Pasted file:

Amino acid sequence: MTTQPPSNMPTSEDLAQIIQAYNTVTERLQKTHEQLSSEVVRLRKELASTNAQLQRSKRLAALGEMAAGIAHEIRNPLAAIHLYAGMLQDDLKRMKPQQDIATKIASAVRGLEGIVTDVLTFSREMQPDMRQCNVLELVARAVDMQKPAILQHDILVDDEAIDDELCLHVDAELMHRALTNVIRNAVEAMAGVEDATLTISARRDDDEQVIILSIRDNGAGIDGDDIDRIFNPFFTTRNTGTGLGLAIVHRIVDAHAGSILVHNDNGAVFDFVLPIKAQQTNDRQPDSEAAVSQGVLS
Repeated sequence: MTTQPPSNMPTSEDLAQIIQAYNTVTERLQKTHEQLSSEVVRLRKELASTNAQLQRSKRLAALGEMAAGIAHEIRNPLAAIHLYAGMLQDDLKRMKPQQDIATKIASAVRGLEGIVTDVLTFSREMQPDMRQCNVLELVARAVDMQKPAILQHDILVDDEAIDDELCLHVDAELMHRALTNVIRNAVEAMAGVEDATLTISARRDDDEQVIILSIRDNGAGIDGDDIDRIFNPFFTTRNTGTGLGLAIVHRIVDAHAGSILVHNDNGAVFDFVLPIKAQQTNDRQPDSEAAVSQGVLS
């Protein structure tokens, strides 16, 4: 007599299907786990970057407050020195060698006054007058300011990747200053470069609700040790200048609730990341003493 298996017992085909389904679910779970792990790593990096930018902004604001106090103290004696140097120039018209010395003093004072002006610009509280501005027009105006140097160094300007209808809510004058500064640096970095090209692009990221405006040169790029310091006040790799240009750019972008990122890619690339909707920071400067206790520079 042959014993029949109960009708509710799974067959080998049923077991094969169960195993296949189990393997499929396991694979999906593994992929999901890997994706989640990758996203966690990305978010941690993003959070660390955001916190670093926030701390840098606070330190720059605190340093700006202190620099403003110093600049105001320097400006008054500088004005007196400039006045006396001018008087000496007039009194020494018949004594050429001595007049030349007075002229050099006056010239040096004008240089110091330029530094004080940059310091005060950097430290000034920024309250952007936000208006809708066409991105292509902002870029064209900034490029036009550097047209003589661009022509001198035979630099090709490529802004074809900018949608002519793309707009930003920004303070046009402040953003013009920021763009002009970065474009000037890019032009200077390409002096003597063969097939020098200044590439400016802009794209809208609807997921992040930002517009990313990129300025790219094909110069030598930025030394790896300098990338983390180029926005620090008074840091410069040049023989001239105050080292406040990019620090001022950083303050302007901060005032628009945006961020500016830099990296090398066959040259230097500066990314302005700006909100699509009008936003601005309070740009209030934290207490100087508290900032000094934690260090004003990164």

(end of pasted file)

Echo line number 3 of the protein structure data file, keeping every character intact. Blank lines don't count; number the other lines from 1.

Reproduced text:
């Protein structure tokens, strides 16, 4: 007599299907786990970057407050020195060698006054007058300011990747200053470069609700040790200048609730990341003493 298996017992085909389904679910779970792990790593990096930018902004604001106090103290004696140097120039018209010395003093004072002006610009509280501005027009105006140097160094300007209808809510004058500064640096970095090209692009990221405006040169790029310091006040790799240009750019972008990122890619690339909707920071400067206790520079 042959014993029949109960009708509710799974067959080998049923077991094969169960195993296949189990393997499929396991694979999906593994992929999901890997994706989640990758996203966690990305978010941690993003959070660390955001916190670093926030701390840098606070330190720059605190340093700006202190620099403003110093600049105001320097400006008054500088004005007196400039006045006396001018008087000496007039009194020494018949004594050429001595007049030349007075002229050099006056010239040096004008240089110091330029530094004080940059310091005060950097430290000034920024309250952007936000208006809708066409991105292509902002870029064209900034490029036009550097047209003589661009022509001198035979630099090709490529802004074809900018949608002519793309707009930003920004303070046009402040953003013009920021763009002009970065474009000037890019032009200077390409002096003597063969097939020098200044590439400016802009794209809208609807997921992040930002517009990313990129300025790219094909110069030598930025030394790896300098990338983390180029926005620090008074840091410069040049023989001239105050080292406040990019620090001022950083303050302007901060005032628009945006961020500016830099990296090398066959040259230097500066990314302005700006909100699509009008936003601005309070740009209030934290207490100087508290900032000094934690260090004003990164």